• sellitstoresellitstore Posts: 925 ✭✭✭
    edited October 30, 2017 6:05AM

    1934 FRNs or 1928 FRNs are the only two series of small size issued in all denominations from $5 to $1000. All of these have green seals. 1928 and 1934 dated $1s and $2 are not FRNs and will have blue or red seals (silver certificates and legal tender or US notes). No FRNs were printed in the $1 denomination until 1963 and the $2 until 1976.

    It is important to note that series 1928 and series 1934 notes probably weren't printed and released in those years but somewhat later. Unlike coins, dates on currency are not changed every year. A series date is the year that series started and the series isn't changed until there is a significant design modification or change in signatures. A letter is added or advanced when a signature change occurs. Series 1934 dates weren't changed until 1950 when the design was modified, so there are no FRNs dated between 1934 and 1950 but rather 1934, 1934A, 1934B, 1934C and 1934D notes issued during this period. Similarly 1928, 1928A and 1928B notes were printed and issued during the 1928-34 period.

    There are a few exceptions where earlier series notes continued to be printed and distributed after the new series was released, but dates on these notes don't correspond with years of production as they do on coins.

    Collector and dealer in obsolete currency. Always buying all obsolete bank notes and scrip. Ebay listings
  • This is great info. Thank you all. Now this leads to the next question.... for 1928 and 1934 do the series go beyond D? Then which series is the most desireable desirable and from what year? Is one year or series seem to increase in value more? Again not knowing anything about this I would think that currency of this time period would have steadily been increasing in value? And would remain a solid investment as well?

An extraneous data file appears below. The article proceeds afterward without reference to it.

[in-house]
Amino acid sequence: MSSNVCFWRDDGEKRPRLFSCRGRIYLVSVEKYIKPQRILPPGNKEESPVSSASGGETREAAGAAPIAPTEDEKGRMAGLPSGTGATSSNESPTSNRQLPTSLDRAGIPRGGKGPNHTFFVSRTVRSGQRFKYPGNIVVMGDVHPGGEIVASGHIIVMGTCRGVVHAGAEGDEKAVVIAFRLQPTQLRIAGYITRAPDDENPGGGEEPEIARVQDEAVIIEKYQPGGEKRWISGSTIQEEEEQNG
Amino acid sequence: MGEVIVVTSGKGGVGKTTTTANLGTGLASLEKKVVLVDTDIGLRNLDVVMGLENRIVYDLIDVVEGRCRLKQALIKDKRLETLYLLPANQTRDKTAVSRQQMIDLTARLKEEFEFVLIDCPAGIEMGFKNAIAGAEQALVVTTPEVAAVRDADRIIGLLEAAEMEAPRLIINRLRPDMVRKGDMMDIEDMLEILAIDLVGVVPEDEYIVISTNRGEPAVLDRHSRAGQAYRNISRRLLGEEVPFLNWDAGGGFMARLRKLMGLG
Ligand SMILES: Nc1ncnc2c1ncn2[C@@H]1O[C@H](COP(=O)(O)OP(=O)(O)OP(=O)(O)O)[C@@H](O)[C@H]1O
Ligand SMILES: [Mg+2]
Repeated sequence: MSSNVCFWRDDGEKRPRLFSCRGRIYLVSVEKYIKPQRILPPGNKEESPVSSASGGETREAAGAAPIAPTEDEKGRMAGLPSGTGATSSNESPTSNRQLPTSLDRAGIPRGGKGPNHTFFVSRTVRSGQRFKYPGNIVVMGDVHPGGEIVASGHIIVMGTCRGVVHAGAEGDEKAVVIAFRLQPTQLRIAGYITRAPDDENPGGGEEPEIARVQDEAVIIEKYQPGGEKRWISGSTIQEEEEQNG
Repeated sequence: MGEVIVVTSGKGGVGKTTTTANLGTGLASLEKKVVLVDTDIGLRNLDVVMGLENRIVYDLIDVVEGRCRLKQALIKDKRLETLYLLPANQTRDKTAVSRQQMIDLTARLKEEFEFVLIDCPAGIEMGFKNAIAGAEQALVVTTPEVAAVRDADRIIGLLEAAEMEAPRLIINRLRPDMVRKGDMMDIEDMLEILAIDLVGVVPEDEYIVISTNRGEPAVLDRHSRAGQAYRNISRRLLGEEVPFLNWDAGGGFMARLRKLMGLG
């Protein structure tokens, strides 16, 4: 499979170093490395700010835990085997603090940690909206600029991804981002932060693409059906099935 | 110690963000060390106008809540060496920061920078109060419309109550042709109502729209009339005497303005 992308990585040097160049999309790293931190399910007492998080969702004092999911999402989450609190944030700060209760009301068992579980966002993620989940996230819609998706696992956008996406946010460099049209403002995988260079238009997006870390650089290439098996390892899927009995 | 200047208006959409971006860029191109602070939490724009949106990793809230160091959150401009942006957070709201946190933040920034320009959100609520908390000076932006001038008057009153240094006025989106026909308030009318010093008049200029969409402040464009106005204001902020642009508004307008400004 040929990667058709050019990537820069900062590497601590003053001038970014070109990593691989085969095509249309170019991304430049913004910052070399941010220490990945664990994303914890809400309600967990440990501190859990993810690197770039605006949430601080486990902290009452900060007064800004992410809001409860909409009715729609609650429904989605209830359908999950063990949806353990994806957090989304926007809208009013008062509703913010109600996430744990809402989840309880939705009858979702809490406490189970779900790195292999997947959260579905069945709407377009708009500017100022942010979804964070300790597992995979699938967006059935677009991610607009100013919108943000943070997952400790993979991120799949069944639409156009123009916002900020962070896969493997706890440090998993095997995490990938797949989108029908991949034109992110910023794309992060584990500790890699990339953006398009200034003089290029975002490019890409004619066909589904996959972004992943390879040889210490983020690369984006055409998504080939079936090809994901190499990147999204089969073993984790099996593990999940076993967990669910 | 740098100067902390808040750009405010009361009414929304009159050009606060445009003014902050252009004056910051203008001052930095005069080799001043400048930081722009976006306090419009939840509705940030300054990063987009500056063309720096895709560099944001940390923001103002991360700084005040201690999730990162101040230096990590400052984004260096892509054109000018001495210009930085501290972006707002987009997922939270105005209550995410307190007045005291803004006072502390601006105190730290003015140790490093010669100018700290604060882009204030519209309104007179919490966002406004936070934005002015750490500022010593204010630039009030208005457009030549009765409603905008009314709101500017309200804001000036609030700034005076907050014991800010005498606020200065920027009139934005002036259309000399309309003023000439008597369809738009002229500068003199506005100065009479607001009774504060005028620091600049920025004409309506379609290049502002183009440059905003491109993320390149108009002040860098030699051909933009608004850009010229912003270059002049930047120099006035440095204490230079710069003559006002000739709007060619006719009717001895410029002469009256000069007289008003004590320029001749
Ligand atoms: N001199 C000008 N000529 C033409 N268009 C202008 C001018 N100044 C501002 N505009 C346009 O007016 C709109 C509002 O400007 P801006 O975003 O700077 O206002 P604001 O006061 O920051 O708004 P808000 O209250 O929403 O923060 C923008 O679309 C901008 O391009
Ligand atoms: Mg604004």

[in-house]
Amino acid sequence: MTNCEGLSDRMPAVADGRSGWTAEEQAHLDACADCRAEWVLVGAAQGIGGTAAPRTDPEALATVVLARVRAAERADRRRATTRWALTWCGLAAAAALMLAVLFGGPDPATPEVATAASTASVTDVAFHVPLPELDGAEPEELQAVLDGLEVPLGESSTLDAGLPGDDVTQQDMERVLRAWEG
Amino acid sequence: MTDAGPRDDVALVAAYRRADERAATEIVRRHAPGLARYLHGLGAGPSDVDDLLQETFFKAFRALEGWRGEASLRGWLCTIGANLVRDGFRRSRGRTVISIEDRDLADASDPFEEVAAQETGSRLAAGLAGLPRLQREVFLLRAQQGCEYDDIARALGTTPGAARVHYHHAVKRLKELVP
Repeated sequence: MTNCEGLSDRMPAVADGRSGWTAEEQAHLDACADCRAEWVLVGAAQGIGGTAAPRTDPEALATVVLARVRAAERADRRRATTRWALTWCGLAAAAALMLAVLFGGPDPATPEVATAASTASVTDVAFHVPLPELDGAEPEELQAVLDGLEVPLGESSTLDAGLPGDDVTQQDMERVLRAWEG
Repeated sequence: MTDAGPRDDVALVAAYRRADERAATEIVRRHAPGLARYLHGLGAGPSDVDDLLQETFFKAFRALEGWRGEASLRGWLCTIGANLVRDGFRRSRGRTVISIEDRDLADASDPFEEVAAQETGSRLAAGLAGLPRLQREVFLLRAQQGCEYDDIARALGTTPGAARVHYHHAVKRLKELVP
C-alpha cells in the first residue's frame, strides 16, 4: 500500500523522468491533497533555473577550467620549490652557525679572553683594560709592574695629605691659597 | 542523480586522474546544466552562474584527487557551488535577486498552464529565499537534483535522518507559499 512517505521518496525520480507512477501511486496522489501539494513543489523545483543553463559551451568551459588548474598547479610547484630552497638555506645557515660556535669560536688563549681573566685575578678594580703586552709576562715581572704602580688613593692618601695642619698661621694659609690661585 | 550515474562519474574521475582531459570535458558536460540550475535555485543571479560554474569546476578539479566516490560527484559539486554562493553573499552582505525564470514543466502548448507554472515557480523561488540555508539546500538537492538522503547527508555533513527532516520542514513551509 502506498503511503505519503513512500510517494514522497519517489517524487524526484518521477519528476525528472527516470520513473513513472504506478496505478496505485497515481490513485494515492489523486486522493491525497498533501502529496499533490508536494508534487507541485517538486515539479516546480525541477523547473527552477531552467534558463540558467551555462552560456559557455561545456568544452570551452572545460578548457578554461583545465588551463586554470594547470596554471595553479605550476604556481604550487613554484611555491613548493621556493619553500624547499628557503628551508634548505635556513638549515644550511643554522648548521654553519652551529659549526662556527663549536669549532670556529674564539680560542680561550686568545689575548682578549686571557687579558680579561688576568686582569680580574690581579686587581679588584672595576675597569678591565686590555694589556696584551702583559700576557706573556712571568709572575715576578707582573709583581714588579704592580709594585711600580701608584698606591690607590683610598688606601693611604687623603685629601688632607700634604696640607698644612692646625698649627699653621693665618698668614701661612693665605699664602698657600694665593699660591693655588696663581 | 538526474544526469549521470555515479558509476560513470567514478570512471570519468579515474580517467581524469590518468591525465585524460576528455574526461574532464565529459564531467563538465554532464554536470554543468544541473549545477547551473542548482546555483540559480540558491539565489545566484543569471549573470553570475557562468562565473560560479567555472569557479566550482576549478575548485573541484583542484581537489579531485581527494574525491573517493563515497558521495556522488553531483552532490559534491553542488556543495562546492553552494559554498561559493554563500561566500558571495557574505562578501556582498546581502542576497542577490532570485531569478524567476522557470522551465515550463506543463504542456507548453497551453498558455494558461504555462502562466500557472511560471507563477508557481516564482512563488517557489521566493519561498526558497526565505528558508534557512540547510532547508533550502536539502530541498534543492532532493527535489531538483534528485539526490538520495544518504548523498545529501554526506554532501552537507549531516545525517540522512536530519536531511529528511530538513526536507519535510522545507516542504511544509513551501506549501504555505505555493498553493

• TookybanditTookybandit Posts: 3,276 ✭✭✭
    edited October 30, 2017 6:54PM

    Collect what you like. "Investing" will be a crapshoot, what's hot today may not be hot 5-10 yrs from now. The series, denomination, SN block, the district (on Feds), print run, plate numbers, and condition (circulation, centering, registration), will all be factors that determine what a note is worth. Buy some reference books, dig in, and enjoy the ride! Collecting currency is a ton of fun. :)

  • synchrsynchr Posts: 680 ✭✭✭

    CU 60 or above

  • gnatgnat Posts: 534 ✭✭✭

    For the most common 1934 or 1928 series notes Ch.CU 63PPQ/EPQ or higher would be the absolute minimum grade you should consider. Grading is a very different game for currency than sports cards.

    Any Uncirculated note below a 63 is likely one with issues and unless very scarce or rare, you should avoid.

    For high denominations, AU58PPQ/EPQ can present a good value and great look for a reasonable price.

  • boimre1972boimre1972 Posts: 744 ✭✭✭

    @VintagemanEd said:
    When you say small size does that mean the size we use today?

    Yes

    Mike
    Collecting small-size star notes.
    Mishawaka, IN
  • ParlousJoeParlousJoe Posts: 171 ✭✭✭